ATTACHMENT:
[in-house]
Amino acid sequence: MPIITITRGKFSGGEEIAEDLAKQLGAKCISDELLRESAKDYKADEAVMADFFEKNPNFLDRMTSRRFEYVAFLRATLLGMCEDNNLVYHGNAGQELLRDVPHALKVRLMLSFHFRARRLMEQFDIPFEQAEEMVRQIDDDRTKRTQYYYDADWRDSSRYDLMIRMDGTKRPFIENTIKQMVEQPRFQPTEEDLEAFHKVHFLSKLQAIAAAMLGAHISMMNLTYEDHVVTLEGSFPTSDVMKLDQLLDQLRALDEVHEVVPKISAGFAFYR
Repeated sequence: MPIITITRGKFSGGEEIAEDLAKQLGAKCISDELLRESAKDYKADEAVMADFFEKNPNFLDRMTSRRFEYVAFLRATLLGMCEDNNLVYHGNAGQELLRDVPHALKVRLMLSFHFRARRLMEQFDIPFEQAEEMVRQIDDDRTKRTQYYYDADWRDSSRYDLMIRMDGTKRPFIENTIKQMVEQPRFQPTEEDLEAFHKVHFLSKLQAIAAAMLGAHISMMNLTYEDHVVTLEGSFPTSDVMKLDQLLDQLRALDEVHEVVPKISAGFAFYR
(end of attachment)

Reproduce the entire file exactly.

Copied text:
[in-house]
Amino acid sequence: MPIITITRGKFSGGEEIAEDLAKQLGAKCISDELLRESAKDYKADEAVMADFFEKNPNFLDRMTSRRFEYVAFLRATLLGMCEDNNLVYHGNAGQELLRDVPHALKVRLMLSFHFRARRLMEQFDIPFEQAEEMVRQIDDDRTKRTQYYYDADWRDSSRYDLMIRMDGTKRPFIENTIKQMVEQPRFQPTEEDLEAFHKVHFLSKLQAIAAAMLGAHISMMNLTYEDHVVTLEGSFPTSDVMKLDQLLDQLRALDEVHEVVPKISAGFAFYR
Repeated sequence: MPIITITRGKFSGGEEIAEDLAKQLGAKCISDELLRESAKDYKADEAVMADFFEKNPNFLDRMTSRRFEYVAFLRATLLGMCEDNNLVYHGNAGQELLRDVPHALKVRLMLSFHFRARRLMEQFDIPFEQAEEMVRQIDDDRTKRTQYYYDADWRDSSRYDLMIRMDGTKRPFIENTIKQMVEQPRFQPTEEDLEAFHKVHFLSKLQAIAAAMLGAHISMMNLTYEDHVVTLEGSFPTSDVMKLDQLLDQLRALDEVHEVVPKISAGFAFYR